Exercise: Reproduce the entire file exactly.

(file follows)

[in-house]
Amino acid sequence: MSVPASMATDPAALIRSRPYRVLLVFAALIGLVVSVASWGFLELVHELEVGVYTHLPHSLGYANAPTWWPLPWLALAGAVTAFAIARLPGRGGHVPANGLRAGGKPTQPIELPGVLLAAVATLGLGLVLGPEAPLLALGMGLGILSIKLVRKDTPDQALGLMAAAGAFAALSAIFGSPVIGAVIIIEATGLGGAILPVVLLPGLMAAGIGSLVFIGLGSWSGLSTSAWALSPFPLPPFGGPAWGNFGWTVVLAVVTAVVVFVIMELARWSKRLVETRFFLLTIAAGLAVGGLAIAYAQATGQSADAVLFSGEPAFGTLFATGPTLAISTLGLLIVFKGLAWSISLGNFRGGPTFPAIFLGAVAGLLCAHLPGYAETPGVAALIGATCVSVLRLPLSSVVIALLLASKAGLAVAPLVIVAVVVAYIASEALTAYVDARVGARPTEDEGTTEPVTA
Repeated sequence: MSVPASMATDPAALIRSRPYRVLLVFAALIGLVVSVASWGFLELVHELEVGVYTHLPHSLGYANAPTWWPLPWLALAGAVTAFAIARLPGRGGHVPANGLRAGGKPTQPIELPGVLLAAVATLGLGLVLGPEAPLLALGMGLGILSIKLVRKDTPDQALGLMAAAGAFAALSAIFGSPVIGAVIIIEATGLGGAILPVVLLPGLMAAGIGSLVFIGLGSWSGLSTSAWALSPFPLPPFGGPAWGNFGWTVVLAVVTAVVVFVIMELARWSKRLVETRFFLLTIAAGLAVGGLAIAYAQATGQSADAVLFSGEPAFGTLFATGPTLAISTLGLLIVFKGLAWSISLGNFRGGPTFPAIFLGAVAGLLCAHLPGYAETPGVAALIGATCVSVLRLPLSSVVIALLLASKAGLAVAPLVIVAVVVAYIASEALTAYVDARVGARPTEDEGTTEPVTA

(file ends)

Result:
[in-house]
Amino acid sequence: MSVPASMATDPAALIRSRPYRVLLVFAALIGLVVSVASWGFLELVHELEVGVYTHLPHSLGYANAPTWWPLPWLALAGAVTAFAIARLPGRGGHVPANGLRAGGKPTQPIELPGVLLAAVATLGLGLVLGPEAPLLALGMGLGILSIKLVRKDTPDQALGLMAAAGAFAALSAIFGSPVIGAVIIIEATGLGGAILPVVLLPGLMAAGIGSLVFIGLGSWSGLSTSAWALSPFPLPPFGGPAWGNFGWTVVLAVVTAVVVFVIMELARWSKRLVETRFFLLTIAAGLAVGGLAIAYAQATGQSADAVLFSGEPAFGTLFATGPTLAISTLGLLIVFKGLAWSISLGNFRGGPTFPAIFLGAVAGLLCAHLPGYAETPGVAALIGATCVSVLRLPLSSVVIALLLASKAGLAVAPLVIVAVVVAYIASEALTAYVDARVGARPTEDEGTTEPVTA
Repeated sequence: MSVPASMATDPAALIRSRPYRVLLVFAALIGLVVSVASWGFLELVHELEVGVYTHLPHSLGYANAPTWWPLPWLALAGAVTAFAIARLPGRGGHVPANGLRAGGKPTQPIELPGVLLAAVATLGLGLVLGPEAPLLALGMGLGILSIKLVRKDTPDQALGLMAAAGAFAALSAIFGSPVIGAVIIIEATGLGGAILPVVLLPGLMAAGIGSLVFIGLGSWSGLSTSAWALSPFPLPPFGGPAWGNFGWTVVLAVVTAVVVFVIMELARWSKRLVETRFFLLTIAAGLAVGGLAIAYAQATGQSADAVLFSGEPAFGTLFATGPTLAISTLGLLIVFKGLAWSISLGNFRGGPTFPAIFLGAVAGLLCAHLPGYAETPGVAALIGATCVSVLRLPLSSVVIALLLASKAGLAVAPLVIVAVVVAYIASEALTAYVDARVGARPTEDEGTTEPVTA